Russell Abraham

In by Alison Stewart

Member of Council and Member of Players’ Committee

When and why did you start playing orchestral percussion?

I was a noisy and bothersome child at St John’s school and the headmistress, Mrs Davenport, arranged for me to start percussion lessons with Jayne Newton through the Jersey Instrumental Service. I had already been learning piano for a year or so, and that is common amongst percussionists as the keyboard skills translate directly to tuned percussion instruments.

Describe your journey with that instrument.

With the JIS I was taught by Jayne Newton and then Charlotte Boucault, progressing through the ABRSM Grades and winning the Jersey Young Musician of the Year in 2002 (the first year that a percussion category was added to the competition). I then went on to study at the Birmingham Conservatoire from 2004-2010 completing a BMus(Hons) and then an MMus. I was fortunate whilst in Birmingham to play with the CBSO on a number of occassions, including a concert conducted by Gustavo Dudamel, and a performance of Stravinsky’s Firebird at the BBC Proms in 2009. During my time in Birmingham I became more interested in pursuing conducting work, and I was the musical director of the Redditch Orchestra from 2006-2013 and the Wyre Forest Symphony Orchestra from 2011-2013.

How long have you been playing with the JSO?

My first concert was in the of Summer 2001 and since then I have only missed one concert, so coming up for 40 concerts with the orchestra, mainly on timps but with the occasional adventure into the percussion section when there has been something really interesting to do there!

What has been your favourite JSO concert that you have performed in?

I remember, in one of my early concerts, playing the Alpine Symphony by Strauss. I played 2nd timps and I can remember being totally overwhelmed by the scope of the piece and the size of the orchestra. That was definitely a moment when I knew that being a musician was going to be central to the rest of my life.

Do you play any other instruments or belong to any other musical groups on the island?

I was a stalwart member of Jersey Premier Brass as I grew up on the island, and when I was around 17 I took up cornet so that I could ‘boost’ the sound of the 3rd cornet section. My conducting and teaching work have enabled me to learn the basics of most instruments, and I am now quite adept at tuning small violins for children (although they should be doing it themselves!)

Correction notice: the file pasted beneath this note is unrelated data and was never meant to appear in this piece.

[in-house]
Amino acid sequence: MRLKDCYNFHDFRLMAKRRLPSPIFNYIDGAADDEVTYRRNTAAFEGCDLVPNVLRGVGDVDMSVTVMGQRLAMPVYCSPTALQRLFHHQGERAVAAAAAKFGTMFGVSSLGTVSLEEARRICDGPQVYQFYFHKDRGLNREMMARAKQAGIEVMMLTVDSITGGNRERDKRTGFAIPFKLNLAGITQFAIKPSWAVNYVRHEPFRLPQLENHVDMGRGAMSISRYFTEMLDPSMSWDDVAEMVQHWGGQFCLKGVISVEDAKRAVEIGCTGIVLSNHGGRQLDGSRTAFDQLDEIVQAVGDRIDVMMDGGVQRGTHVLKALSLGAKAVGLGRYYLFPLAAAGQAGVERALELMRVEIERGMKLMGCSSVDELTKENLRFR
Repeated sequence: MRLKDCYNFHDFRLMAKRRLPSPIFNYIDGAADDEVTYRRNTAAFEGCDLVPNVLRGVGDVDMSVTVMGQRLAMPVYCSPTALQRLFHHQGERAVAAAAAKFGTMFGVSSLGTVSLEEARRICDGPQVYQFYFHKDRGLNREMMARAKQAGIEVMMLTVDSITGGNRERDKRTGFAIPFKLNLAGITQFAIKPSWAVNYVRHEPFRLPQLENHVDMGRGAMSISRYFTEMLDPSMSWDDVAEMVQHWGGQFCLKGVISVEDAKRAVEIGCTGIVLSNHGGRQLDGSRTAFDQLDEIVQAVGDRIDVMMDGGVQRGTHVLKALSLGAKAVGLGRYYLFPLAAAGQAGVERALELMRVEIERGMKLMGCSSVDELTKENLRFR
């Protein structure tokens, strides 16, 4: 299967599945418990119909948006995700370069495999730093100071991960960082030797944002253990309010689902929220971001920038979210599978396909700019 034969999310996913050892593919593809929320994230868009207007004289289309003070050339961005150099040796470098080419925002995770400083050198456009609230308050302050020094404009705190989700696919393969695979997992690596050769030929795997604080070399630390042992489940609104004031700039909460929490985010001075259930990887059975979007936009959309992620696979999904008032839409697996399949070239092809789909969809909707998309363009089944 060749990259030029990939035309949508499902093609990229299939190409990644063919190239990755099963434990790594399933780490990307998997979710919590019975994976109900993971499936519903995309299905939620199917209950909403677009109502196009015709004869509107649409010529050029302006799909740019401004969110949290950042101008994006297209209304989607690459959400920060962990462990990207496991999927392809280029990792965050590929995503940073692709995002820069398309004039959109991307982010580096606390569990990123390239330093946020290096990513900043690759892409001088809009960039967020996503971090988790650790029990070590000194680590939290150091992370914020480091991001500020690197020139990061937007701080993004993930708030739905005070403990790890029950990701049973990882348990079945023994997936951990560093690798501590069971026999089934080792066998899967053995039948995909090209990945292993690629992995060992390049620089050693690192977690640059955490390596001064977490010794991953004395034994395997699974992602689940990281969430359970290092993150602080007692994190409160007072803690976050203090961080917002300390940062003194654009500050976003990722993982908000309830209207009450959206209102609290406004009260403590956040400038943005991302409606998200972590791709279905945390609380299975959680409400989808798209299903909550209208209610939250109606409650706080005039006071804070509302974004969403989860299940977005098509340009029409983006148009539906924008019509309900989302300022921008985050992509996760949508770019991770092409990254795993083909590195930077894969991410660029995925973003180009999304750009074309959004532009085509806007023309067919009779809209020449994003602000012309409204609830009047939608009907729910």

Is music your main profession?

Since 2013 I have moved back to Jersey full time for something of a career change, becoming a full time secondary school teacher, teaching music and maths at JCG. Although it involves different day to day work, being a musician is absolutely at the heart of being a music teacher, and I still feel that music is central to what I do (there are also very strong links between music and maths which I won’t go into here).

Who is your favourite composer and why?

I go through phases but I have always been a huge fan of Beethoven’s orchestral music. There is a visceral power and rawness of emotional expression which always speaks to me. As a timpanist I love playing loud music by Tchaikovsky and Shostakovich, but I feel that Brahms and Elgar were two of the best composers for the instrument. I feel with all composers that the more understanding you have of their work the more you will enjoy it, so I try not to have composers I like/dislike.

What is your favourite piece of classical music and why?

To listen to – Mahler Symphony 2

To play on the timps – Nielsen Symphony No 4

To conduct – Any symphony by Beethoven or Brahms

What music do you listen to?

Mainly orchestral, but I am making more effort to diversify!

What do you love about Jersey?

It’s home for me so that gives it significance, and I enjoy walking on the cliff paths.

What one thing would you change about Jersey?

I’d build a proper concert hall!

What other passions do you have in life apart from music?

I am a big sports fan, supporting the mighty Burnley Football Club, and I’m always fascinated by the challenge of individual sports like tennis, golf, and snooker.

What do orchestras need to do to attract larger audiences?

I think it’s fair to say that all the professional orchestras are giving a much more diverse range of concerts, and building community links through education and outreach programmes. For amateur orchestras I think it’s a lot more difficult, and we mustn’t try to become too much of a commercialised product. In other words, I’m not sure that larger audiences should be the primary objective for all orchestras.

How best do we encourage young people to become interested in classical music?

Based on my own experience, I would say by giving them opportunities to join in! I believe in offering opportunities through our education programme which engage young musicians with the people who are in orchestras and the sounds they can experience, rather than by trying to persuade them that there is some extra ‘value’ that is possessed by classical music.

If you could visit any musical period or see/meet/hear or play with any artist, what would you choose?

I would love to have been around at the start of the twentieth century when music was being taken in all sorts of different and interesting directions by such a range of fantastic composers. Being at the premiere of Stravinsky’s Rite of Spring would have been quite an experience!